Indian Army’s firm stand forced China  to disengage at LAC- The New Indian Express


Express News Service

The statement from China’s Ministry of Defence that both armies have started to disengage from the North and South banks of Pangong Tso post the consensus reached in the ninth round of Corps Commanders talks is a welcome step, which needs to be verified and confirmed on the ground. Ideally, both sides should not only disengage but move back to their respective positions before the confrontation. After the 1962 War, both India and China worked towards normalisation of relations, a process which took about three decades and more. 

To their credit, both sides managed the disputed and undemarcated borders without resorting to armed force till the ‘Galway Incident’, through various diplomatic and military mechanisms.  It is in the interest of both the countries to manage their borders peacefully permitting and encouraging economic growth and well being unhindered by the spectre of war. China started its economic reforms in 1979 and today is the second-largest economy in the world poised to overtake the USA as the number one economy in this decade itself and India is not far behind as the fifth largest economy in the world, poised to grow at a healthy growth rate of seven to eight per cent. 

India’s strategic doyen, K Subramaniam had stated  India’s national strategy as keeping the borders secure against aggression thus permitting unhindered economic growth. To the credit of the Indian Army, it had foreseen the aggressive Chinese actions on the borders as early as almost eighteen years back and had started preparing for it meaningfully. Indian Army’s resolute action as Doklam is a case in point and immediately after its resolution, the Chief of Defence Staff, General  Bipin Rawat, then the Chief of Army Staff had stated in a meeting of senior military commanders that he expected a ‘Doklam’ like action in Ladakh in the next couple of years.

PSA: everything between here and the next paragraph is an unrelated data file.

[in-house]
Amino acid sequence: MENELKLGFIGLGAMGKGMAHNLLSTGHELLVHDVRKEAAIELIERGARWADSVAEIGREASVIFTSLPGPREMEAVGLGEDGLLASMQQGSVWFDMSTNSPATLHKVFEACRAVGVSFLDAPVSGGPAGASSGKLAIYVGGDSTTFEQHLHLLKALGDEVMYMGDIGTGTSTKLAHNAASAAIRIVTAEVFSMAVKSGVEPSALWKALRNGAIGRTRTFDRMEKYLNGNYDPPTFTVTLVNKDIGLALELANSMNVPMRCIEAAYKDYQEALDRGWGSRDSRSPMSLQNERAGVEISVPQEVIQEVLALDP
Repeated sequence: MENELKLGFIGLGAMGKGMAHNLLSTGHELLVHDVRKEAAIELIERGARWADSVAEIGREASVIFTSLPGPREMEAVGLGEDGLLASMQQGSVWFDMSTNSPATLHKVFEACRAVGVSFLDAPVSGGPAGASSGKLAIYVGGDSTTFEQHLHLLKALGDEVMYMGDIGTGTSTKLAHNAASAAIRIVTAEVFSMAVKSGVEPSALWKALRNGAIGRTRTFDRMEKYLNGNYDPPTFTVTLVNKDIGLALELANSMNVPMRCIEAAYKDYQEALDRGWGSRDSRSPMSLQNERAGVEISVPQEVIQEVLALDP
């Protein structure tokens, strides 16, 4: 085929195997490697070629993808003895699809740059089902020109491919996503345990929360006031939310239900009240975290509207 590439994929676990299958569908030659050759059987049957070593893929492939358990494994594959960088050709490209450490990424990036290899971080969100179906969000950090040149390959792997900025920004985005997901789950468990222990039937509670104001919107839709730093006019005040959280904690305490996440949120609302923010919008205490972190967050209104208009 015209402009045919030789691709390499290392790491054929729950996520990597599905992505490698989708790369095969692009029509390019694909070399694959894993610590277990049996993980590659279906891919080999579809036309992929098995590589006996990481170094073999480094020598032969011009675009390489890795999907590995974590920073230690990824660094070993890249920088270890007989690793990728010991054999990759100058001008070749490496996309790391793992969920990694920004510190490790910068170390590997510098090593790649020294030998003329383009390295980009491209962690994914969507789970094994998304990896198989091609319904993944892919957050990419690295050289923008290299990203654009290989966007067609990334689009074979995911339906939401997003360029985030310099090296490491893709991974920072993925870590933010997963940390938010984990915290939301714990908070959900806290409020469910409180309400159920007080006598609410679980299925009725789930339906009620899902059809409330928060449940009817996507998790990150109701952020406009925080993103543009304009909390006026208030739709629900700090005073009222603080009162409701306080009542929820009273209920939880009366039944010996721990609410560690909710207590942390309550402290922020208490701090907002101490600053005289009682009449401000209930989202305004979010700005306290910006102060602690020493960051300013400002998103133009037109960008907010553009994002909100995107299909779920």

China sees itself as the number one superpower in a couple of decades, however, if twenty-first century has to be the Asian Century, both India and China can ill afford a war between the world’s two largest armies; at best they can cooperate and collaborate to grow economically or at worst compete with each other economically while shunning war as an option.  Both India and China as nations need to respect each other’s sovereignty and work assiduously towards building mutual trust and respect. However, in the realm of realpolitik, the weak get rolled over and the best way to avoid war is to be militarily strong. 

The development of the border infrastructure should continue apace while the Indian Armed Forces reorient themselves more towards the Northern and North Eastern borders.  In the present confrontation, both sides need to disengage and go back to their respective pre-confrontation locations.

Maj Gen (ReTD) d a chaturvedi Former division commander &head of the Territorial Army


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